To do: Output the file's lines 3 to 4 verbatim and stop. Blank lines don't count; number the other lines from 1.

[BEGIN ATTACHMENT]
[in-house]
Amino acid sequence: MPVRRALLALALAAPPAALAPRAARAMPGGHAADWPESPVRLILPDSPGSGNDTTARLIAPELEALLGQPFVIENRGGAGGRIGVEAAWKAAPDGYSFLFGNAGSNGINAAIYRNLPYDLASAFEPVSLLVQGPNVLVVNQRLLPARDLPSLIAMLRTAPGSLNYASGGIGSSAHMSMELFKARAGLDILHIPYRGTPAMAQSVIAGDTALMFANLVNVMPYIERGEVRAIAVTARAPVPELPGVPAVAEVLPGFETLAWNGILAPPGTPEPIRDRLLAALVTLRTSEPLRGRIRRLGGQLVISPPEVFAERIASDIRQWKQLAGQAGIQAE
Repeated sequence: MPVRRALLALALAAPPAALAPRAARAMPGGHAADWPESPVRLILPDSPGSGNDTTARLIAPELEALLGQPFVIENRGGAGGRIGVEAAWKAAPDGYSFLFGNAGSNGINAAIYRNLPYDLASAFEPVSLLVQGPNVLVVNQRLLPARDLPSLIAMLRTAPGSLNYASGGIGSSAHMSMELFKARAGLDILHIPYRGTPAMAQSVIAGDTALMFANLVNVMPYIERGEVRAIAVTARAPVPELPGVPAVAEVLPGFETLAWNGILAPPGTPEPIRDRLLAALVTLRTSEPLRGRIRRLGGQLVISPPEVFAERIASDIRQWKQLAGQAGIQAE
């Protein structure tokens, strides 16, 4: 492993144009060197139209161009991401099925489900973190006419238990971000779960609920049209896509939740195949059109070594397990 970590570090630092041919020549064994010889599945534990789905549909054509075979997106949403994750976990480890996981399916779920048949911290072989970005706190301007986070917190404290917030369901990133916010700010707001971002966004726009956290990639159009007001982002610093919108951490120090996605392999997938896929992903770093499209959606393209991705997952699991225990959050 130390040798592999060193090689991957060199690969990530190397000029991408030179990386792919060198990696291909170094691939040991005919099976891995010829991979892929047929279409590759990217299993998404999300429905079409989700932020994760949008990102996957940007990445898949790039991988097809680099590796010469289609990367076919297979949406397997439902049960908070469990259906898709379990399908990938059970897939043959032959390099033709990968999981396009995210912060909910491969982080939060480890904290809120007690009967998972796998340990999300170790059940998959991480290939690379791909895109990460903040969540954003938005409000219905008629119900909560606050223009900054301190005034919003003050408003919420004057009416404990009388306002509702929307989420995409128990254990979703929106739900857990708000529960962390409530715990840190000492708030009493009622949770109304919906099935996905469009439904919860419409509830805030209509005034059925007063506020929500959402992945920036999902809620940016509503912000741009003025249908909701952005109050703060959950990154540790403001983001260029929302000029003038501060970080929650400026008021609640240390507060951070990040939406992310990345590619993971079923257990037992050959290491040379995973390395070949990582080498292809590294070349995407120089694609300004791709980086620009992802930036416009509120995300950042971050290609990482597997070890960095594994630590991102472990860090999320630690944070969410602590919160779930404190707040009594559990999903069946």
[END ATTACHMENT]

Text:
Repeated sequence: MPVRRALLALALAAPPAALAPRAARAMPGGHAADWPESPVRLILPDSPGSGNDTTARLIAPELEALLGQPFVIENRGGAGGRIGVEAAWKAAPDGYSFLFGNAGSNGINAAIYRNLPYDLASAFEPVSLLVQGPNVLVVNQRLLPARDLPSLIAMLRTAPGSLNYASGGIGSSAHMSMELFKARAGLDILHIPYRGTPAMAQSVIAGDTALMFANLVNVMPYIERGEVRAIAVTARAPVPELPGVPAVAEVLPGFETLAWNGILAPPGTPEPIRDRLLAALVTLRTSEPLRGRIRRLGGQLVISPPEVFAERIASDIRQWKQLAGQAGIQAE
């Protein structure tokens, strides 16, 4: 492993144009060197139209161009991401099925489900973190006419238990971000779960609920049209896509939740195949059109070594397990 970590570090630092041919020549064994010889599945534990789905549909054509075979997106949403994750976990480890996981399916779920048949911290072989970005706190301007986070917190404290917030369901990133916010700010707001971002966004726009956290990639159009007001982002610093919108951490120090996605392999997938896929992903770093499209959606393209991705997952699991225990959050 130390040798592999060193090689991957060199690969990530190397000029991408030179990386792919060198990696291909170094691939040991005919099976891995010829991979892929047929279409590759990217299993998404999300429905079409989700932020994760949008990102996957940007990445898949790039991988097809680099590796010469289609990367076919297979949406397997439902049960908070469990259906898709379990399908990938059970897939043959032959390099033709990968999981396009995210912060909910491969982080939060480890904290809120007690009967998972796998340990999300170790059940998959991480290939690379791909895109990460903040969540954003938005409000219905008629119900909560606050223009900054301190005034919003003050408003919420004057009416404990009388306002509702929307989420995409128990254990979703929106739900857990708000529960962390409530715990840190000492708030009493009622949770109304919906099935996905469009439904919860419409509830805030209509005034059925007063506020929500959402992945920036999902809620940016509503912000741009003025249908909701952005109050703060959950990154540790403001983001260029929302000029003038501060970080929650400026008021609640240390507060951070990040939406992310990345590619993971079923257990037992050959290491040379995973390395070949990582080498292809590294070349995407120089694609300004791709980086620009992802930036416009509120995300950042971050290609990482597997070890960095594994630590991102472990860090999320630690944070969410602590919160779930404190707040009594559990999903069946």